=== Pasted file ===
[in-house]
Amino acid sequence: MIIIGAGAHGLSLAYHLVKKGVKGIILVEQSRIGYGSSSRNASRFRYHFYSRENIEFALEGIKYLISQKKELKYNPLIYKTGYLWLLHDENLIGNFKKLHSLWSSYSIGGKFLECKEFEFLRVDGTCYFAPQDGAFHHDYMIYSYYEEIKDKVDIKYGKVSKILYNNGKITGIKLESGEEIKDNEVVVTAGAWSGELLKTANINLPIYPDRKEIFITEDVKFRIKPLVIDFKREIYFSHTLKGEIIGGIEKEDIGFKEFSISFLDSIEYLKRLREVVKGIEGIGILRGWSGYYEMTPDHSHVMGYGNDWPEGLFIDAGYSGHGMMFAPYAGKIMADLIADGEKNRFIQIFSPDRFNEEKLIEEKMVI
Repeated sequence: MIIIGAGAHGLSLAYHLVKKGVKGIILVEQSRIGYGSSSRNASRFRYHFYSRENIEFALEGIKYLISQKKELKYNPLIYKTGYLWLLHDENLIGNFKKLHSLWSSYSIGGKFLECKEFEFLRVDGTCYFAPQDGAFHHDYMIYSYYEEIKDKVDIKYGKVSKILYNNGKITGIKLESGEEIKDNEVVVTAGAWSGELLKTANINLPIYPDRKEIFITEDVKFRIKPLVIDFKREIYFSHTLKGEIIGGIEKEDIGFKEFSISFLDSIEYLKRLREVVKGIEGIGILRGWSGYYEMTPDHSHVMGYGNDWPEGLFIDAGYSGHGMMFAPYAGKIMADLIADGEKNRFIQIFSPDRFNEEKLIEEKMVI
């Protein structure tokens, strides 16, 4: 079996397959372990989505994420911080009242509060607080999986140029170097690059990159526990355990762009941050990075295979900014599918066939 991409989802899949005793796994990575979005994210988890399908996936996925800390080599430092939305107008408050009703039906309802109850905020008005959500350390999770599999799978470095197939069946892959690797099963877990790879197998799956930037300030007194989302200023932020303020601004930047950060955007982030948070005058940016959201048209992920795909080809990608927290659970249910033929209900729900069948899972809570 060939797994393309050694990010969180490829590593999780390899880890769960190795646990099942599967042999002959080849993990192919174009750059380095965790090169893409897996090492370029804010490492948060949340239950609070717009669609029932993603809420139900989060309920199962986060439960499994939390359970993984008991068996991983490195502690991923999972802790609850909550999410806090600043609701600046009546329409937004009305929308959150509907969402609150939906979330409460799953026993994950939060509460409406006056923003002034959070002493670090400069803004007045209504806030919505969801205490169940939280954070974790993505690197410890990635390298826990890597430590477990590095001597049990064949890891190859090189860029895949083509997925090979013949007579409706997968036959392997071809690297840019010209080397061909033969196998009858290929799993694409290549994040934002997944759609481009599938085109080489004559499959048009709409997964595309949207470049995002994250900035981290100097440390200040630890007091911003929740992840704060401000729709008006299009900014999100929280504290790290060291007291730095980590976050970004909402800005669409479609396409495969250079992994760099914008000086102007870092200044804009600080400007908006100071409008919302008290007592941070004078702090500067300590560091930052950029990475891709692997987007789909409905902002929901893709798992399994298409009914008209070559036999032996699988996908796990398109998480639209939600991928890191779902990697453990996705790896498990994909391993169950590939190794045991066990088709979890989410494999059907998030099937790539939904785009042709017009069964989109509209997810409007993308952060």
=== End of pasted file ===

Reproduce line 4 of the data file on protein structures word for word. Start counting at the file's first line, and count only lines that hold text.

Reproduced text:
């Protein structure tokens, strides 16, 4: 079996397959372990989505994420911080009242509060607080999986140029170097690059990159526990355990762009941050990075295979900014599918066939 991409989802899949005793796994990575979005994210988890399908996936996925800390080599430092939305107008408050009703039906309802109850905020008005959500350390999770599999799978470095197939069946892959690797099963877990790879197998799956930037300030007194989302200023932020303020601004930047950060955007982030948070005058940016959201048209992920795909080809990608927290659970249910033929209900729900069948899972809570 060939797994393309050694990010969180490829590593999780390899880890769960190795646990099942599967042999002959080849993990192919174009750059380095965790090169893409897996090492370029804010490492948060949340239950609070717009669609029932993603809420139900989060309920199962986060439960499994939390359970993984008991068996991983490195502690991923999972802790609850909550999410806090600043609701600046009546329409937004009305929308959150509907969402609150939906979330409460799953026993994950939060509460409406006056923003002034959070002493670090400069803004007045209504806030919505969801205490169940939280954070974790993505690197410890990635390298826990890597430590477990590095001597049990064949890891190859090189860029895949083509997925090979013949007579409706997968036959392997071809690297840019010209080397061909033969196998009858290929799993694409290549994040934002997944759609481009599938085109080489004559499959048009709409997964595309949207470049995002994250900035981290100097440390200040630890007091911003929740992840704060401000729709008006299009900014999100929280504290790290060291007291730095980590976050970004909402800005669409479609396409495969250079992994760099914008000086102007870092200044804009600080400007908006100071409008919302008290007592941070004078702090500067300590560091930052950029990475891709692997987007789909409905902002929901893709798992399994298409009914008209070559036999032996699988996908796990398109998480639209939600991928890191779902990697453990996705790896498990994909391993169950590939190794045991066990088709979890989410494999059907998030099937790539939904785009042709017009069964989109509209997810409007993308952060």